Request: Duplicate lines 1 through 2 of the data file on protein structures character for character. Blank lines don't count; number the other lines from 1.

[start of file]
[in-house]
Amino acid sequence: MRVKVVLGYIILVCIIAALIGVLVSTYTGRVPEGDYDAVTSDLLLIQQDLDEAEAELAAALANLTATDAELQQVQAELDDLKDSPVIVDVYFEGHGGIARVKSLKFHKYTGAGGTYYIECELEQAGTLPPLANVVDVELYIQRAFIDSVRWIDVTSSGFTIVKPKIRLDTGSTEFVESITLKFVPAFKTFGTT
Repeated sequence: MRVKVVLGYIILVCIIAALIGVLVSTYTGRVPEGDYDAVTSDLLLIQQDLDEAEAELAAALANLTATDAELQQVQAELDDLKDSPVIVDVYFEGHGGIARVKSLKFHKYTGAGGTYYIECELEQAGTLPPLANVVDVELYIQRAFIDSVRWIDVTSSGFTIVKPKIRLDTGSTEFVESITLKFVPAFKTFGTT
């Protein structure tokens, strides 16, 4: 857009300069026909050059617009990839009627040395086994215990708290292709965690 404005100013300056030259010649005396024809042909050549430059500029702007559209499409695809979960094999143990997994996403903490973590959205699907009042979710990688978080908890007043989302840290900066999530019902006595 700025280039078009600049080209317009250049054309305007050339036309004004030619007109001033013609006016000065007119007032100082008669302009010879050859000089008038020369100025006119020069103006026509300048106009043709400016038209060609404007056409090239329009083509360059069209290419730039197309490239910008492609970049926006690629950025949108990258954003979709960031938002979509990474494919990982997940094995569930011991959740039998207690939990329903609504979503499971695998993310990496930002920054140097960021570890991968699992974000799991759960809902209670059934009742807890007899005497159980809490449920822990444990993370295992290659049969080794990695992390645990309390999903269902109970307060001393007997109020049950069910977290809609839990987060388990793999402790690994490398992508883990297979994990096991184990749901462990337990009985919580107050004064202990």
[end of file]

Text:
[in-house]
Amino acid sequence: MRVKVVLGYIILVCIIAALIGVLVSTYTGRVPEGDYDAVTSDLLLIQQDLDEAEAELAAALANLTATDAELQQVQAELDDLKDSPVIVDVYFEGHGGIARVKSLKFHKYTGAGGTYYIECELEQAGTLPPLANVVDVELYIQRAFIDSVRWIDVTSSGFTIVKPKIRLDTGSTEFVESITLKFVPAFKTFGTT